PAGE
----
REVIEW: Sam Smith’s “Gloria”conveys a story of growth

Sam Smiths latest album Gloria sends a message of pride, freedom and self-love.

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Sam Smith’s latest album “Gloria” sends a message of pride, freedom and self-love.

In 2012, Sam Smith rose to fame, and since then they has been releasing music connecting listeners around the world and spreading a message of love. “Gloria” is Smith’s fourth studio album, released on Friday, Jan. 27. It consists of 13 tracks, with a total duration of 33 minutes.  Many songs feature artists such as Calvin Harris, Ed Sheeran and Jessie Reyez. 

The first track, “Love Me More,” is a soft toned song with a message about self-love. Smith powerfully sings about having a negative self-image and hating who they were but slowly learning how to love themself more. 

“Every day I’m tryin’ not to hate myself / But lately, it’s not hurtin’ like it did before / Maybe I am learning how to love me more,” Smith sings.

“No God” is the second song on the album. With a similar feel to “Love Me More” yet a different storyline, Smith sings strongly about how sometimes people share different perspectives than their own. While they try to respect others’ opinions, they realize that others are only spreading negativity to bring people down.

“Just because it’s your opinion, doesn’t make it right / You’re no god (Give up), you’re no teacher (Wake up) / You’re no saint (Shut up), no leader (That’s enough now),” Smith sings.

On a more upbeat tone, “Lose you,” has a dance pop vibe and is the perfect breakup track. The song opens with quiet harmonic humming, but a beat slowly rises and lyrics are introduced. Smith describes loving someone dearly but being unable to let go of the relationship. The first verse captures wanting to fight for a relationship and work problems out.

“How could you give up on us like that? / Want you to know that I’m willing to make this right,” Smith sings.

“Perfect” is a powerful duet featuring Jessie Reyez’s smooth vocals. With an emotional melody to match soulful lyrics, the two sing of finding a lifelong partner and hopes of being accepted even with their flaws and insecurities.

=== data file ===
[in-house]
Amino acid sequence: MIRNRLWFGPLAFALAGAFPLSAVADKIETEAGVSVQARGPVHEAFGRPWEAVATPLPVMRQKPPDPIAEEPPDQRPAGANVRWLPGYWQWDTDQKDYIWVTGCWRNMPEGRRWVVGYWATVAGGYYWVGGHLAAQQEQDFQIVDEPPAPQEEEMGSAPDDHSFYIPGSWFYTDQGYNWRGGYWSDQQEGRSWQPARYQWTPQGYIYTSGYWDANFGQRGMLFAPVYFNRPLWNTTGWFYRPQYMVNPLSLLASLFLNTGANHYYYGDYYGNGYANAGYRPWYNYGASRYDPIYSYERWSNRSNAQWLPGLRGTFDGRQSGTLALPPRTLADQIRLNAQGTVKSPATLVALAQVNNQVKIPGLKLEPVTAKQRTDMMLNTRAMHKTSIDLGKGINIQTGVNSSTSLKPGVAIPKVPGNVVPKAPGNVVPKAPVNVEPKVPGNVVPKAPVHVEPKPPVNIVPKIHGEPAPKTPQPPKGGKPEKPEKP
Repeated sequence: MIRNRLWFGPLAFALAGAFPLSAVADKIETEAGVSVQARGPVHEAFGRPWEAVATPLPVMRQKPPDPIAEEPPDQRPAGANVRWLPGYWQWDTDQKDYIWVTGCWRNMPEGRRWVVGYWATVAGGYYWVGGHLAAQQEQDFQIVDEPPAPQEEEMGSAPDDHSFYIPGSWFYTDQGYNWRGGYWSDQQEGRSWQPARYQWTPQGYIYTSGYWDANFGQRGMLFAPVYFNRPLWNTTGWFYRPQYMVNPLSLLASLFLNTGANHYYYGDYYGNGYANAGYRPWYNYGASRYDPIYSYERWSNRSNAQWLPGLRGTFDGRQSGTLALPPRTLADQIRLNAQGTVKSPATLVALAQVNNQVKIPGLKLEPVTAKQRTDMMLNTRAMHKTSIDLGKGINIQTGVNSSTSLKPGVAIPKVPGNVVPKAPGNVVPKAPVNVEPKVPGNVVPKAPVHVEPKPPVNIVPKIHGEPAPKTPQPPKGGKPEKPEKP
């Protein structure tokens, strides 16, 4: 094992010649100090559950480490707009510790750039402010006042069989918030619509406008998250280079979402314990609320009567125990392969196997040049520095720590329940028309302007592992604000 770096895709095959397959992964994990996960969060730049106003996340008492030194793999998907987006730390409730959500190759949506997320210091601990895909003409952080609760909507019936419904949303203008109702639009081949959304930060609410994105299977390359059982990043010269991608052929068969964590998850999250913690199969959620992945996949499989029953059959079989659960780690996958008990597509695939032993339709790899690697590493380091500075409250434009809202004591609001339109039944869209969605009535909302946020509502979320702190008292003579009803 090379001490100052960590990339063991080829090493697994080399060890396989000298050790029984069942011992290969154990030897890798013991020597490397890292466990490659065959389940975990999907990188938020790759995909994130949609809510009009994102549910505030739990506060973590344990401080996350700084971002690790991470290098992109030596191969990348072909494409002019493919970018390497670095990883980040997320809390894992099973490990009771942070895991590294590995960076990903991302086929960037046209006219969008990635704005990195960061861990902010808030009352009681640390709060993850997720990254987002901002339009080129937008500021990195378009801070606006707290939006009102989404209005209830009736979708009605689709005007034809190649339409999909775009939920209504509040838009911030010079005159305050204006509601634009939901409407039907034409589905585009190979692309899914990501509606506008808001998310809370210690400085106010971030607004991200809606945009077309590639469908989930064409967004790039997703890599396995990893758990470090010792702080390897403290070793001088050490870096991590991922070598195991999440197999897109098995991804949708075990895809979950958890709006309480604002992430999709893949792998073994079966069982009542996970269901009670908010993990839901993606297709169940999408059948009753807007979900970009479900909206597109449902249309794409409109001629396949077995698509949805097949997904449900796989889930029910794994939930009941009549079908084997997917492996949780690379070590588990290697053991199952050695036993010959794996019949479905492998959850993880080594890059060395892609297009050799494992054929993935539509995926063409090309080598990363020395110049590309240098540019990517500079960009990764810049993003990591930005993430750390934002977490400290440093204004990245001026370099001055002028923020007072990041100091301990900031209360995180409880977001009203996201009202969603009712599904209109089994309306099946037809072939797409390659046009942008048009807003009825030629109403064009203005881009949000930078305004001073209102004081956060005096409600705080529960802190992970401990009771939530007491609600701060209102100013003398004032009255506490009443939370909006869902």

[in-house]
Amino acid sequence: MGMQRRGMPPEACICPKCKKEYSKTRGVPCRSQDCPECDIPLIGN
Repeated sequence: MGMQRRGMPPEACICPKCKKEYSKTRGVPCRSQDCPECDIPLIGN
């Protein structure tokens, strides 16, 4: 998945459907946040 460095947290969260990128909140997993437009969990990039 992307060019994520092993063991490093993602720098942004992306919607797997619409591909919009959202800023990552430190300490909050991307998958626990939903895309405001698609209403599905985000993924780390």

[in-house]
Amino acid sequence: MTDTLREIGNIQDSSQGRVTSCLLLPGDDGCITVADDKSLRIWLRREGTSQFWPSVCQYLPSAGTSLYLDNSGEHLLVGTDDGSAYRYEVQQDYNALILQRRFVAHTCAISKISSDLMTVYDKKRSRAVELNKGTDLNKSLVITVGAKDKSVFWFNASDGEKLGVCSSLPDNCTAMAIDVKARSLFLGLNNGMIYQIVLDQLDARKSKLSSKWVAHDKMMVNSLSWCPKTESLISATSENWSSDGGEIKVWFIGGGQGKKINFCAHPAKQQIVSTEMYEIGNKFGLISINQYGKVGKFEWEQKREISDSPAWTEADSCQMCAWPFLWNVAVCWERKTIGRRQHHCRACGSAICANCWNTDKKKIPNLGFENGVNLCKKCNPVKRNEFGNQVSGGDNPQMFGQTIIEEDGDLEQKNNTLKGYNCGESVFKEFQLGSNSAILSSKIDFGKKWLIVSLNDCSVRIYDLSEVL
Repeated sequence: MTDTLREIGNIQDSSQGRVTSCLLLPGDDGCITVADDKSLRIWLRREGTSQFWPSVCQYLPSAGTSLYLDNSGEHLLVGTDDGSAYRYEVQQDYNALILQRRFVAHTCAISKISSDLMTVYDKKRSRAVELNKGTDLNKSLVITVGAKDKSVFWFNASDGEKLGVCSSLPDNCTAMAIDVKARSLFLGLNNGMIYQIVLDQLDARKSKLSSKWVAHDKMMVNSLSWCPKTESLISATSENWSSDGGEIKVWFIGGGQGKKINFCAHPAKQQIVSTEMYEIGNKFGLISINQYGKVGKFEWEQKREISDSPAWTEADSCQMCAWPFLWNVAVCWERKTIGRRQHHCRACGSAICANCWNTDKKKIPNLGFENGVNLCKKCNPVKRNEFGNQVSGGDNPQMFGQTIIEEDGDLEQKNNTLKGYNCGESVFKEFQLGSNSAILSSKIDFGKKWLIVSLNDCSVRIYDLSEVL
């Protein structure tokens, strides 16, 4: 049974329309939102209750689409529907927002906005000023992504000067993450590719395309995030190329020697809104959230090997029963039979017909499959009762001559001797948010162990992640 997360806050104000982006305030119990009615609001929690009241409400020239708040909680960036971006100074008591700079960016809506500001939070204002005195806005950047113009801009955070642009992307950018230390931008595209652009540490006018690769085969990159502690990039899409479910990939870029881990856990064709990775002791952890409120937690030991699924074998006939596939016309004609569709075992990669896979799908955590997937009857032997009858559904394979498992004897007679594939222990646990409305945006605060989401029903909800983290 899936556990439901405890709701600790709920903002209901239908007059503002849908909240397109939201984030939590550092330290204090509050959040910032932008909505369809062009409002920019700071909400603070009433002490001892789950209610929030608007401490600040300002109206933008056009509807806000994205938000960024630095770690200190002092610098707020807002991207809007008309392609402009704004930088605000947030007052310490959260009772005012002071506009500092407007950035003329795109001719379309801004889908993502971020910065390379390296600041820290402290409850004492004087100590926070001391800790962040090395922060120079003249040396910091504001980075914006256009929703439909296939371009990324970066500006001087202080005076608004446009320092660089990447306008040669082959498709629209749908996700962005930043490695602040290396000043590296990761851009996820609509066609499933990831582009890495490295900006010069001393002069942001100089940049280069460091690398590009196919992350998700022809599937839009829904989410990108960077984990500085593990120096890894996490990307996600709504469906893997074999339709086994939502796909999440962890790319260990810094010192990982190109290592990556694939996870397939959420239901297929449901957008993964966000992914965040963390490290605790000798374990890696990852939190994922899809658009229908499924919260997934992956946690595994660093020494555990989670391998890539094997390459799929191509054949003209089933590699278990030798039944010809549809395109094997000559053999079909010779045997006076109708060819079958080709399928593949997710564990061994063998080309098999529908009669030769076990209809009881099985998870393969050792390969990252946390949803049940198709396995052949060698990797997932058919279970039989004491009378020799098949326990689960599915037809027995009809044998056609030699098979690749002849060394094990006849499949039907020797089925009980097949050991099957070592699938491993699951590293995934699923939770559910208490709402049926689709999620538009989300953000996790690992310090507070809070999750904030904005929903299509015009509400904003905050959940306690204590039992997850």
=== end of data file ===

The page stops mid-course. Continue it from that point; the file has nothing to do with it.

“Might be time for the right guy / Got a feeling that it could be you / I’m not perfect, but I’m worth it / I’m not perfect, but I’m working on it,” Smith and Reyez sing.

Unlike most of Smith’s tracks, “How To Cry” is a song mainly played on the guitar. Soft strums surround a vulnerable message, offering lyrics about wanting someone to be something they are not and trying to convince oneself that it is worth being with that person. 

“I believed you could change / But you’re still the same / When it hurt, I didn’t make a sound / You’ve never been satisfied / And you blame that on me / I know I got nothing left,” Smith sings.

The final track on the album is called “Who We Love,” featuring popular artist Ed Sheeran. Similar to “How To Cry,” the song is played on the piano, heavily contrasting Smith’s well-known club vibe. The instrument choice brings out emotion in Smith’s words. 

Together, Smith and Sheeran sing of being free to love whoever they want. Many believe that this song is an attribution to the LGBTQ+ community and Smith’s relief to not have to hide who they love. 

“We love who we love / Kiss in a crowded place / No need to be discreet,” Smith and Sheeran sing.

The album encapsulates various feels and auras in its collection of songs. “Gloria” expresses a mix of freedom, lust, pride and heartbreak with messages that listeners cannot help but connect to.